Farmers Biometric Registration
Farmers Biometric Registration

The Department of Agriculture of the Mfantseman Municipal Assembly has begun the biometric registration of farmers under the Planting for Food and Jobs (PFJ) programme.

This is to help capture their commodity size, location and bio-data to plan for the supply of inputs such as fertilizers amongst others and to create a data base for planning and policy formulation for the improvement of agriculture in municipality.

Mr Ebenezer Azasu, the Municipal Director of Agriculture who disclosed this in an interview with the GNA said the registration would go a long way to reduce smuggling of fertilizer and other farm inputs which were highly subsidised to farmers.

He said the Department had taken delivery of three additional biometric machines and trained some NABCO personnel to assist in the registration exercise.

Last year, a total of 3,510 farmers made up of 2, 450 males and 1,060 females were registered under the PFJ programme in the Municipality of which 1,030 benefited from the distribution of 35 bags of maize seeds, 637 MPK and 540 Urea fertilizers last year.

Mr Azasu said beneficiary farmers saw a significant improvement in their yields especially for maize and other vegetables because they had access to improved seeds and fertilizers and that maize farmers for instance, recorded 2.47 metric tonnes per hector compared to 1.7 metric tonnes for non-beneficiaries.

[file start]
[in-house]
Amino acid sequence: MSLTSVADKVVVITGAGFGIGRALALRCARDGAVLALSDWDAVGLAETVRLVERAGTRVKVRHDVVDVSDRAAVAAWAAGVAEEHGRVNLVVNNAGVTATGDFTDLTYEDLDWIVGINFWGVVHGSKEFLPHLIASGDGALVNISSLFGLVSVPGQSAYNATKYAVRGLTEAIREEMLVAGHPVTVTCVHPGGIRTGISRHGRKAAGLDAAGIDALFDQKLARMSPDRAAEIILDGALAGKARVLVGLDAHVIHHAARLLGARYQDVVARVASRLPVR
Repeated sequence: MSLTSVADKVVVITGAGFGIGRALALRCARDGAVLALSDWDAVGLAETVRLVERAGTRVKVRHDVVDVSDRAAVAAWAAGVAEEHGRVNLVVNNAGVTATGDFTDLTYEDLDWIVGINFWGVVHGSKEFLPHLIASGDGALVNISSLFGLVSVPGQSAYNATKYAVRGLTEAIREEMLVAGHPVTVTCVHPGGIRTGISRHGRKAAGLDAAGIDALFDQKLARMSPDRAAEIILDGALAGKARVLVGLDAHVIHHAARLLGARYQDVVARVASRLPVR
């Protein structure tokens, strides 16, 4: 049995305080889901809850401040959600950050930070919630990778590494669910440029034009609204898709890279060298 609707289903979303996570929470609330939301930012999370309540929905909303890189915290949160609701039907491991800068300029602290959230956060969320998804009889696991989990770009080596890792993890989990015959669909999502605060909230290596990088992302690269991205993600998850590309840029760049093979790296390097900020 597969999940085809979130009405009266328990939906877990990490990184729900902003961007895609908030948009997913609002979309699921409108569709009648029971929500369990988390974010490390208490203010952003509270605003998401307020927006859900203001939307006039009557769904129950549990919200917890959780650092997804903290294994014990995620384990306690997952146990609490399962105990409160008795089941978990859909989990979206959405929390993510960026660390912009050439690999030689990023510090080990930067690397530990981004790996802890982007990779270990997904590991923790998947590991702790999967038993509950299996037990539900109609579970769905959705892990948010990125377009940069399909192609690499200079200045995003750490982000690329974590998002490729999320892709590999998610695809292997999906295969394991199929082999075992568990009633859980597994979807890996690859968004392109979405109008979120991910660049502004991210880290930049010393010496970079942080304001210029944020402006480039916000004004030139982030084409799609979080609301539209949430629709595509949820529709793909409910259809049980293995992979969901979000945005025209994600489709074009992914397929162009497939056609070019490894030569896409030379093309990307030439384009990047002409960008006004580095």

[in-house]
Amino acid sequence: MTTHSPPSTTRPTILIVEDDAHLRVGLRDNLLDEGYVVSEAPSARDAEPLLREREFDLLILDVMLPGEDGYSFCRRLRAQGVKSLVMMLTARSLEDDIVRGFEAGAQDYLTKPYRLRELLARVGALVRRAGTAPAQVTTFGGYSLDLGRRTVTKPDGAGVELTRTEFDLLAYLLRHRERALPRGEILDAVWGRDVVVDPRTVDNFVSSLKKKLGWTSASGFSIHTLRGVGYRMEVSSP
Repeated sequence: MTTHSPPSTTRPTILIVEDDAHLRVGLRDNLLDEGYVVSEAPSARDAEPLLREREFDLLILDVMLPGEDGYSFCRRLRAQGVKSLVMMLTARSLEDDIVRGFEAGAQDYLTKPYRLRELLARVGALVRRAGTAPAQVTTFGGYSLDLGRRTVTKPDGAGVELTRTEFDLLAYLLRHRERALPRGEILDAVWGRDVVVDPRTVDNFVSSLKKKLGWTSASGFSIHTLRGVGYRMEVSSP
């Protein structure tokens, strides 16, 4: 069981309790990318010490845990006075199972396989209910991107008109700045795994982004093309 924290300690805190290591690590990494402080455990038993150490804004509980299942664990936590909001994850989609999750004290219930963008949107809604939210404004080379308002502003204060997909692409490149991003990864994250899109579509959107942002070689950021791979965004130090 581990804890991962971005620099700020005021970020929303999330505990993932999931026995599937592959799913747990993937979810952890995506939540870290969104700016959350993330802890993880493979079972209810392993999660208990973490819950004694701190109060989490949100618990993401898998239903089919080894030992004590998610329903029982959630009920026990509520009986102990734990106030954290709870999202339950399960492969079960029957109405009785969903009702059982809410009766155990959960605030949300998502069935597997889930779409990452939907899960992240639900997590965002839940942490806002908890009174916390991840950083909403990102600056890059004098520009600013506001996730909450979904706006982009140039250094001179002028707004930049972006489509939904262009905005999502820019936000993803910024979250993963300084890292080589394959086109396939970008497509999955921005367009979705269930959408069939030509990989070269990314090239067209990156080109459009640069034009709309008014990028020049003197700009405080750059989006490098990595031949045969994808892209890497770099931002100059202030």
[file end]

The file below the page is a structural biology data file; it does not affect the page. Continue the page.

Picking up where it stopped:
The Department would undertake more sensitisation and education campaigns to expand the tentacles of the PFJ programme to benefit over 4,000 farmers in the municipality by the end of the year.

He explained that the Assembly had prioritised the cultivation of major vegetables such as tomatoes, cabbage and pepper amongst others to make the municipality a hub of vegetable production in the country.

Plans were far advanced for the Assembly to partner prospective investors to give a strong boost to greenhouse farming in the area to increase food production, he indicated adding that his outfit would continue to introduce farmers to modern technology and best farming practices to enhance production for increased export and revenue.

Inadequate extension agents, he said was affecting agricultural services delivery in the municipality.

The Municipality has over 26,700 farmers in about 52 farming communities but could boast of only eight extension officers with an extension officer handling between six to 12 communities.



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